Monday, July 7, 2008

Climate change report reads like a disaster novel

A joint report by CSIRO and the Bureau of Meteorology, Agriculture Minister Tony Burke said it reads like a disaster novel.

Key findings:

The key findings of this report includes that by 2030, temperatures will rise by about 1 ºC over Australia – a little less in coastal areas, and a little more inland - later in the century, warming depends on the extent of greenhouse gas emissions. If emissions are low, warming of between 1 ºC and 2.5 ºC is likely by around 2070, with a best estimate of 1.8 ºC. Under a high emission scenario, the best estimate warming is 3.4 ºC, with a range of 2.2 ºC to 5 ºC.

Further, the report indicates there will be changes in temperature extremes, with fewer frosts and substantially more days over 35 ºC.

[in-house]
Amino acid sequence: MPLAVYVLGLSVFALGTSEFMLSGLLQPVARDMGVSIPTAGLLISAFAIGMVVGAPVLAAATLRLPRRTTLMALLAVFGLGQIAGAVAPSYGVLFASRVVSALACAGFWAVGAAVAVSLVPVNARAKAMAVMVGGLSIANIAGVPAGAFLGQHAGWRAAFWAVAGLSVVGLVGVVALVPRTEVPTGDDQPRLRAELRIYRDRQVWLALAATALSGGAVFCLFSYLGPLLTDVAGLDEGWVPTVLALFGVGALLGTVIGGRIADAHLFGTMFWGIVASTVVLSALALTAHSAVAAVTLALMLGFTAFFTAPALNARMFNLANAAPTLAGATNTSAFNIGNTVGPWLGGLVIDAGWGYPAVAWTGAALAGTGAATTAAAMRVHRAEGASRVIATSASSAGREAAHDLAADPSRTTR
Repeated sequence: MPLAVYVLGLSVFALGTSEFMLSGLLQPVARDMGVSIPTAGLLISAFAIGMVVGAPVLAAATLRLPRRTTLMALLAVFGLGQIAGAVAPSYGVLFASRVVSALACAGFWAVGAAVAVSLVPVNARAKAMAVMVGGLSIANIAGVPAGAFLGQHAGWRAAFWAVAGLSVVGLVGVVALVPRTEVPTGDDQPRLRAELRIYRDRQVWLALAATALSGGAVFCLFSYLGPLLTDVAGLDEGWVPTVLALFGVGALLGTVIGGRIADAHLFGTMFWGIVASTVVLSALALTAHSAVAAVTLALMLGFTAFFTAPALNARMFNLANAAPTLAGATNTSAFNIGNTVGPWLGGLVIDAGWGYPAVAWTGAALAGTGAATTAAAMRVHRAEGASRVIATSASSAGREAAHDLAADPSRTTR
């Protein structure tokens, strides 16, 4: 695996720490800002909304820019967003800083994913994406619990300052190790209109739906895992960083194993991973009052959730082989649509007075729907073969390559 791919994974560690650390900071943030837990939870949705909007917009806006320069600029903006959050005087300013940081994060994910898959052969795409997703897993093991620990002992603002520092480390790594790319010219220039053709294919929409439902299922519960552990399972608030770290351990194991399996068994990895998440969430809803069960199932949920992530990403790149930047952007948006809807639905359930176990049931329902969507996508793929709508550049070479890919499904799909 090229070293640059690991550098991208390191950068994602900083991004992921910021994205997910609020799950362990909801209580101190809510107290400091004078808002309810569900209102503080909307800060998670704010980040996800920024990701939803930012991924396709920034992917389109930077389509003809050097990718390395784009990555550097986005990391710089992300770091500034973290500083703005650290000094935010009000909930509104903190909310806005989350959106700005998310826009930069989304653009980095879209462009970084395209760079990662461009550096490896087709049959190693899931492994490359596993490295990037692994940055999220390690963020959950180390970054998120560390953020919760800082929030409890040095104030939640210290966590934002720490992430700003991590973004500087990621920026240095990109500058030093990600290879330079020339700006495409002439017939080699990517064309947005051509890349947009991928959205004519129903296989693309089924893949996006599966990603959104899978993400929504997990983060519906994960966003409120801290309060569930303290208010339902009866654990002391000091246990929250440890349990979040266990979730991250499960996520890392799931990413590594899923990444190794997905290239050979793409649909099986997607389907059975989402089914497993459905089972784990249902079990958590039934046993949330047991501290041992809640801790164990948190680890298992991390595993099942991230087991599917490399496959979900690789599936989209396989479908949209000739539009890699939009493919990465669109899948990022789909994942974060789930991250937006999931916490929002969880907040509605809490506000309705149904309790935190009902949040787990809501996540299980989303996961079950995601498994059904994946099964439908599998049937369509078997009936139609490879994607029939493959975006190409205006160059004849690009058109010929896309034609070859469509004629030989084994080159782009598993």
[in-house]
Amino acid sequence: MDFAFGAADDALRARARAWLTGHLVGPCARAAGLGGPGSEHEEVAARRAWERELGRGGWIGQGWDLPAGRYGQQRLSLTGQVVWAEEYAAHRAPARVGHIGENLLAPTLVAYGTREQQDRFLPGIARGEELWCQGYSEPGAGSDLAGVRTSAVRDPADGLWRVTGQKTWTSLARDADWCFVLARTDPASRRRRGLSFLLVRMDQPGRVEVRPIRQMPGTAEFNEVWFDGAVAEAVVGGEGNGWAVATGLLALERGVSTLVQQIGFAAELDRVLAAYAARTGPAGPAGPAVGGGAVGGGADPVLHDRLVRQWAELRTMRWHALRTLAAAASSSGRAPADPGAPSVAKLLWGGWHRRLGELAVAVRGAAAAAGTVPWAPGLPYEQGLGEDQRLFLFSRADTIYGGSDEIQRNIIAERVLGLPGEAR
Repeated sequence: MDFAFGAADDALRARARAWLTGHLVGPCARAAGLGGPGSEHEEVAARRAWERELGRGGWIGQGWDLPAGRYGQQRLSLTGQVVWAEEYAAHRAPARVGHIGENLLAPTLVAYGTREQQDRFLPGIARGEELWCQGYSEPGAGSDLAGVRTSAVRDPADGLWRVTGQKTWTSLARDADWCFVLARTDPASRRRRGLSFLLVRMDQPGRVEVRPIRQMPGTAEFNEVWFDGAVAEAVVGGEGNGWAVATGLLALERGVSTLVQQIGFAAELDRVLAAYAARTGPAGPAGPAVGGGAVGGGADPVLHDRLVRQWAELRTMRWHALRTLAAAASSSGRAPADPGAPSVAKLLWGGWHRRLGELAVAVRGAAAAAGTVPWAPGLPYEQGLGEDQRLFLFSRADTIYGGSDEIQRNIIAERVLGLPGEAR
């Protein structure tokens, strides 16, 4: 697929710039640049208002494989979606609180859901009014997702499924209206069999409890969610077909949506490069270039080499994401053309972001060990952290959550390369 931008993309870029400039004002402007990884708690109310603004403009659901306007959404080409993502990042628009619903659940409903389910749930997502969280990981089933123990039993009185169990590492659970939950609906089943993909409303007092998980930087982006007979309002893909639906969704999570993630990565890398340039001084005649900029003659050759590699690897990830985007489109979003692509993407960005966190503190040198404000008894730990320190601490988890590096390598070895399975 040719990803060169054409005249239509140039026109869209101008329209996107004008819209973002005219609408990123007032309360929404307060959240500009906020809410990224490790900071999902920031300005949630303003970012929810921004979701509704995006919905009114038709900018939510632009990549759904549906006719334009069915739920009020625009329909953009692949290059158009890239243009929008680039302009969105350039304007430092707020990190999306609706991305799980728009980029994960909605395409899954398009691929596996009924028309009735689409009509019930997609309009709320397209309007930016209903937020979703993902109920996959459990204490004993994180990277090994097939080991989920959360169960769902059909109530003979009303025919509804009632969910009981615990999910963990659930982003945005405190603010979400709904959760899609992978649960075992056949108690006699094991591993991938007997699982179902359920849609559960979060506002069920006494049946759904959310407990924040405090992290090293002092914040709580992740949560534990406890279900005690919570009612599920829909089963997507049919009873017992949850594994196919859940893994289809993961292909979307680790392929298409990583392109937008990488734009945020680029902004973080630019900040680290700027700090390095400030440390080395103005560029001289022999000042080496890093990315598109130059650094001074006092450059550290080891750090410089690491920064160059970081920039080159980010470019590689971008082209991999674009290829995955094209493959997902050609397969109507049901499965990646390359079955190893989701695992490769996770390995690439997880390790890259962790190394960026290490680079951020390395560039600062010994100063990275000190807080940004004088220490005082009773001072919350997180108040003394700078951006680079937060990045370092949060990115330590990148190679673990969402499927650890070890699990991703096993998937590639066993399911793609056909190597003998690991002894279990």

It also predicts that decreases in annual average rainfall are likely in southern Australia - rainfall is likely to decrease in southern areas during winter, in southern and eastern areas during spring, and along the west coast during autumn. For 2030, there will be little annual rainfall change in the far north.

As with temperature, the report indicates that rainfall projections for later in the century are more dependent on greenhouse gas emissions. Under a low emission scenario in 2070, the best estimate of rainfall decrease is 7.5 per cent. Under a high emission scenario the best estimate is a decrease of 10 per cent.

The report indicates that although there will be more dry days, when it does rain, rainfall is likely to be more intense.

Other findings include:

  • droughts are likely to become more frequent, particularly in the south-west
  • evaporation rates are likely to increase, particularly in the north and east.
  • high-fire-danger weather is likely to increase in the south-east
  • tropical cyclones are likely to become more intense
  • sea levels will continue to rise.

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